11

How can I make the builtin read command support history, by pressing the up/down key to cycle through them?

I've tried catching when you press the up key, however it doesn't seem to work with read:

read -p '> ' -n 3 foo
echo
echo -n "$foo" | hexdump

Pressing the arrow keys seems to work and I can detect it using this, however if I press aa, it will fail as it will only read the first character of the identifier of the up-arrow, while the third is needed to distinguish the different arrow keys.

8

You can use rlwrap for this, if you don't mind installing software.

You'll probably want to keep a separate history file that only maintains history for the particular prompt in your script (ie. avoid mixing with the user's shell command history).

Here's an example that might work for you:

#!/bin/sh
# Save in rlwrap_example.sh

HISTORY=$HOME/.myscript_history
USERINPUT=$(rlwrap -H $HISTORY sh -c 'read REPLY && echo $REPLY')
echo "User said $USERINPUT"

$ ./rlwrap_example.sh
hello
User said hello

In the above script, the user can use all GNU readline functionality, with history served from — and stored in — ~/.myscript_history. Tweak as needed.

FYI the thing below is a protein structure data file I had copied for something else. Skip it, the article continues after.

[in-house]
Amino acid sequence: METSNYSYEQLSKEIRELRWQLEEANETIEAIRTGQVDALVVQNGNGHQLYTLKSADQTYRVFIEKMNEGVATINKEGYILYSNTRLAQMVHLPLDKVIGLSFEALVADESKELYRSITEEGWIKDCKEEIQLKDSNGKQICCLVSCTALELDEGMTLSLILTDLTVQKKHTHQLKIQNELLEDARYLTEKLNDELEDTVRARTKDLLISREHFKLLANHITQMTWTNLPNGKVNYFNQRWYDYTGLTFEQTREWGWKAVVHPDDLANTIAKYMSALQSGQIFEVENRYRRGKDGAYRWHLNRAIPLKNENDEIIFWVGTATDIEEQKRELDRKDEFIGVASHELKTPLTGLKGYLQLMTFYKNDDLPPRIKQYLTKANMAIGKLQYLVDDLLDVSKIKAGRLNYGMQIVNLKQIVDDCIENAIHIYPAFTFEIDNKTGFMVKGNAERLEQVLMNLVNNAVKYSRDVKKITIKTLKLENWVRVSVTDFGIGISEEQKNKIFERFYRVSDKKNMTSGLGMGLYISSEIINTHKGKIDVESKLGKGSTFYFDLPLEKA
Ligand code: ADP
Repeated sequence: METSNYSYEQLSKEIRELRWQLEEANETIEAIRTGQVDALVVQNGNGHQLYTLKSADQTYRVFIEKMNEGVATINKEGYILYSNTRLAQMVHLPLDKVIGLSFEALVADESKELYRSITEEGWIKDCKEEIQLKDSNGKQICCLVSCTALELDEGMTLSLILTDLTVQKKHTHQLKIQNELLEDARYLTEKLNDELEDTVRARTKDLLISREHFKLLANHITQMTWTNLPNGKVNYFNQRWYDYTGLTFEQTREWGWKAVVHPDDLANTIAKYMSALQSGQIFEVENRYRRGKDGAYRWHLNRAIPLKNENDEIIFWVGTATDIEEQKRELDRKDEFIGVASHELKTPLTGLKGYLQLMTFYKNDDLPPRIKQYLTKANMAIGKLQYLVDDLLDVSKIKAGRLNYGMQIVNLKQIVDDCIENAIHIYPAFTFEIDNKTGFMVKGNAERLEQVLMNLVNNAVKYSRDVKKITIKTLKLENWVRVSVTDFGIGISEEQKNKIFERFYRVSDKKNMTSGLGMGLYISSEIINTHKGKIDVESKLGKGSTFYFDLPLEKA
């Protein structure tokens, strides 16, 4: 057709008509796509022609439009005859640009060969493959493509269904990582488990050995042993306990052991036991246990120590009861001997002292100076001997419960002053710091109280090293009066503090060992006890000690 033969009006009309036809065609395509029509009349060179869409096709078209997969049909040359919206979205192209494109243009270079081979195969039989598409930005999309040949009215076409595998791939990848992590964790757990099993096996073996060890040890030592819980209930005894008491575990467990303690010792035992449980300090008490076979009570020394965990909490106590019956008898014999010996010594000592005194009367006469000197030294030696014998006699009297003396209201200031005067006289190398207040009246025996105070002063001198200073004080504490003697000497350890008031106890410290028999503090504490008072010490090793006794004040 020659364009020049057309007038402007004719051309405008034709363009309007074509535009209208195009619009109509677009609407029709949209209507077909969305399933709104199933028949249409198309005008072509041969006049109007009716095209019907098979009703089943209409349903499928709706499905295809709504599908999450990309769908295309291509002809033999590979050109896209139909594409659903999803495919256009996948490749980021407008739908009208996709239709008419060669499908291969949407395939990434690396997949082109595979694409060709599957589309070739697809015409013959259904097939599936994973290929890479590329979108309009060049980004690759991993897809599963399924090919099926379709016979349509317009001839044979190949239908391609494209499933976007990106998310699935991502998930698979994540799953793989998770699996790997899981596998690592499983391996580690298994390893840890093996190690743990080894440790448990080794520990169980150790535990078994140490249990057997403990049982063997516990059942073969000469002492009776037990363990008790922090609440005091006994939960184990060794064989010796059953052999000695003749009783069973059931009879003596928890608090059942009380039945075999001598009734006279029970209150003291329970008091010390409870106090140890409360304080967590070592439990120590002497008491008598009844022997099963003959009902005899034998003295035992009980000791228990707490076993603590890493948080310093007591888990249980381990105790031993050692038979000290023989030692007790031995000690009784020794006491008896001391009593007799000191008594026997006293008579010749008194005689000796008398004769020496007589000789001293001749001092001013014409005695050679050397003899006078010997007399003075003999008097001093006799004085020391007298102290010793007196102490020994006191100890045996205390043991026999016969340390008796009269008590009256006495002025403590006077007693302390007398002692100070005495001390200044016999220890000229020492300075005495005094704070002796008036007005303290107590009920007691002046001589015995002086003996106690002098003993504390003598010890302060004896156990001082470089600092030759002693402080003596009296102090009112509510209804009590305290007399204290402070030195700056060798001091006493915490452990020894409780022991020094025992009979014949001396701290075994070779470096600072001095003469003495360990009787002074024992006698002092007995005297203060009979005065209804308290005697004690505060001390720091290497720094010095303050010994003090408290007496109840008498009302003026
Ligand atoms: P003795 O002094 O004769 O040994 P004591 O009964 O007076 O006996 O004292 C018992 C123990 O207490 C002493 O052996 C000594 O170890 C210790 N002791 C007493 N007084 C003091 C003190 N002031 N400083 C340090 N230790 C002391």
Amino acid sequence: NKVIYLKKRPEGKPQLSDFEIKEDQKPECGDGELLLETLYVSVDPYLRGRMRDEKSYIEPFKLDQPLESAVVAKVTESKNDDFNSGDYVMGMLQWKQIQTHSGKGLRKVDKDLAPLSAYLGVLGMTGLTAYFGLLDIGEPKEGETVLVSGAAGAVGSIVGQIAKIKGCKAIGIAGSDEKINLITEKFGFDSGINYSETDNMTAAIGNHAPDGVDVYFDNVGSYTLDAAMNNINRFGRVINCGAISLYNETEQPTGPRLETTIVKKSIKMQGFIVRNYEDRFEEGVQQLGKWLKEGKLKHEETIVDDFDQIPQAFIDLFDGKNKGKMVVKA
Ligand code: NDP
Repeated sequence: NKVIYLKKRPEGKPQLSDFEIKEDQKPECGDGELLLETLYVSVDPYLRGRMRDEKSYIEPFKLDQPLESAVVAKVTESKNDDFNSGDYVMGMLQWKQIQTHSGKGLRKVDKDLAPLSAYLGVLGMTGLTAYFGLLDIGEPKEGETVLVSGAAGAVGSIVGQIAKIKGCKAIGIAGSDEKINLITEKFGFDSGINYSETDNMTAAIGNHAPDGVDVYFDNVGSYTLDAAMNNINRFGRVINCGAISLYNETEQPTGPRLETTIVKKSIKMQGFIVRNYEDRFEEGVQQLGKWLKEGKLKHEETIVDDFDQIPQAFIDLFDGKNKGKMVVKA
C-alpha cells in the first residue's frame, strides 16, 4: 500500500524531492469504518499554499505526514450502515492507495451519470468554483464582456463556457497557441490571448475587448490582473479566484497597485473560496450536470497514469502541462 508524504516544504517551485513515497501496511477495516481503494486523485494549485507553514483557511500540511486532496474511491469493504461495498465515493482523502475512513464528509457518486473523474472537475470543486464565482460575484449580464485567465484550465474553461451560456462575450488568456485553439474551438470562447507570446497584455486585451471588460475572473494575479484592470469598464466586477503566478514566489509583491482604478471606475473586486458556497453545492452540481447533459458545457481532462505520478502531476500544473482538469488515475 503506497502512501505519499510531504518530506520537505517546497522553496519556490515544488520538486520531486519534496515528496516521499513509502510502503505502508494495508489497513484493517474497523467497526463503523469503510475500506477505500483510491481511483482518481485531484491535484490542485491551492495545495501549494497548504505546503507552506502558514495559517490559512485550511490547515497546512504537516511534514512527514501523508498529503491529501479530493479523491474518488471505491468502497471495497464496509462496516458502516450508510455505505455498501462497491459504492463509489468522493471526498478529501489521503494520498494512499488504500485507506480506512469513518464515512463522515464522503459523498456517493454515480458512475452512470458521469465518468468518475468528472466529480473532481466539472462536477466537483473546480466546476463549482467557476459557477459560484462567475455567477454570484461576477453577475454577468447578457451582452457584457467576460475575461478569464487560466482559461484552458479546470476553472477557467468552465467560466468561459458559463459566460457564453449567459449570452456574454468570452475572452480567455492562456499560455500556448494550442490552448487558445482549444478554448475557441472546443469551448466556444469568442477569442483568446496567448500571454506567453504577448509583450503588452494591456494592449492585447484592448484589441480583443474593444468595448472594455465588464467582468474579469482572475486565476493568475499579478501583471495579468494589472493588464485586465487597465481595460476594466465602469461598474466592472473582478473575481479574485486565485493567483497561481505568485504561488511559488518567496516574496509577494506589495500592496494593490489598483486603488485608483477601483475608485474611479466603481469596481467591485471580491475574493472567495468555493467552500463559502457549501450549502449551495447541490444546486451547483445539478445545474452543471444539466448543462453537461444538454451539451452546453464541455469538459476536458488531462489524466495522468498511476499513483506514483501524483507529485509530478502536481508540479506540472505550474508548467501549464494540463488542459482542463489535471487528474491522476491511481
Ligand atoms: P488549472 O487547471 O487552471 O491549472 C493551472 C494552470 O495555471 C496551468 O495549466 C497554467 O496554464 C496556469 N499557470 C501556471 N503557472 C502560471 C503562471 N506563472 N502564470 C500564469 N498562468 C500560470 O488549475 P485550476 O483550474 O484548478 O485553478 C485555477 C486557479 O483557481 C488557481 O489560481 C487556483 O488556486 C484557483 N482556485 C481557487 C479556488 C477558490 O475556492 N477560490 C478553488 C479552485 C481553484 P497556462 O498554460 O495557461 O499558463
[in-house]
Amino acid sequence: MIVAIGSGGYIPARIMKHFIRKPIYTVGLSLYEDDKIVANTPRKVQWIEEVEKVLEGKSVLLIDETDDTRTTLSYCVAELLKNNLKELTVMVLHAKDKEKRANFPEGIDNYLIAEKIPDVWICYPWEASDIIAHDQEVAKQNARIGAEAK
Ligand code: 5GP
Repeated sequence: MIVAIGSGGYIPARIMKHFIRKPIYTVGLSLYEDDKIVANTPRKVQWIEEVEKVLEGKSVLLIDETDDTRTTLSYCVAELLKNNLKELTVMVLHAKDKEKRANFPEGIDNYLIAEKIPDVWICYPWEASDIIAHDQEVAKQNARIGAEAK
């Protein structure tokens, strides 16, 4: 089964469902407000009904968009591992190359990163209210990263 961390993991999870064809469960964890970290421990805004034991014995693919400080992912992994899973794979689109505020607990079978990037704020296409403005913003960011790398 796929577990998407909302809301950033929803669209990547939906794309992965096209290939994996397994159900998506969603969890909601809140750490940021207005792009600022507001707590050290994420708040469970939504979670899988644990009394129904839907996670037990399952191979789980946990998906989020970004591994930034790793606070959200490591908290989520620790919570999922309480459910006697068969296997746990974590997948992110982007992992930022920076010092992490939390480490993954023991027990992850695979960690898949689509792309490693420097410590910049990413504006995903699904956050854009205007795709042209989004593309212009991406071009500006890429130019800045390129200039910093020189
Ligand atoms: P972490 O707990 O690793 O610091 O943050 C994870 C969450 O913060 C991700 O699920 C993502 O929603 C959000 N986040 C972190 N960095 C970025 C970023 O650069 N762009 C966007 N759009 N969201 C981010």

Alternatively, you can use bash's read -e, which enables readline for read invocations, but you will probably find its history functionality too limited (ie. almost nonexistent).

10

To copy Mike Stroyan's great answer from this old mailing list post:

You can use "history -r" to read a file into the shell's history and "history -s" to add each line that you read into the history. Then use history -w to save the history back to the file. Here is an example with vi style readline editing.

#!/bin/bash
history -r script_history
set -o vi
CMD=""
while true
do
    echo "Type something"
    read -e CMD
    history -s "$CMD"
    echo "You typed $CMD"
    case "$CMD" in
        stop)
            break
            ;;
        history)
            history
            ;;
    esac
done
history -w script_history
echo stopping
  • I like this solution better than rlwrap as (at least on my machine) rlwrap is unable to handle CTRL-C gracefully, e.g. try running USERINPUT=$(rlwrap -o cat) and pressing CTRL-C and see how your terminal behaves afterwards (run the reset command to return to a sane state again). – zpon Jan 4 '17 at 7:40
  • This works really nicely if you don't want to install additional libs and you are happy using a separate file to manage input. – Luke Exton Mar 21 '17 at 16:39

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